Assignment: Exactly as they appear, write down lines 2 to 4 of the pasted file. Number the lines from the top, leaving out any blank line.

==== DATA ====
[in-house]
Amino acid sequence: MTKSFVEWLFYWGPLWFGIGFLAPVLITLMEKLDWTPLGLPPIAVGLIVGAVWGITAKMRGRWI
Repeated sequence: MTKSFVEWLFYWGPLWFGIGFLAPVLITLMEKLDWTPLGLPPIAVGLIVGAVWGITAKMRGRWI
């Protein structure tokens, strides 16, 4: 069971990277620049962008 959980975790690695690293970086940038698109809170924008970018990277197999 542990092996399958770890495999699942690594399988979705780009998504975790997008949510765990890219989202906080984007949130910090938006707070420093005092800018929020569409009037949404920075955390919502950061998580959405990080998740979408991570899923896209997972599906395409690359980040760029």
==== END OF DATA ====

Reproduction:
Amino acid sequence: MTKSFVEWLFYWGPLWFGIGFLAPVLITLMEKLDWTPLGLPPIAVGLIVGAVWGITAKMRGRWI
Repeated sequence: MTKSFVEWLFYWGPLWFGIGFLAPVLITLMEKLDWTPLGLPPIAVGLIVGAVWGITAKMRGRWI
């Protein structure tokens, strides 16, 4: 069971990277620049962008 959980975790690695690293970086940038698109809170924008970018990277197999 542990092996399958770890495999699942690594399988979705780009998504975790997008949510765990890219989202906080984007949130910090938006707070420093005092800018929020569409009037949404920075955390919502950061998580959405990080998740979408991570899923896209997972599906395409690359980040760029």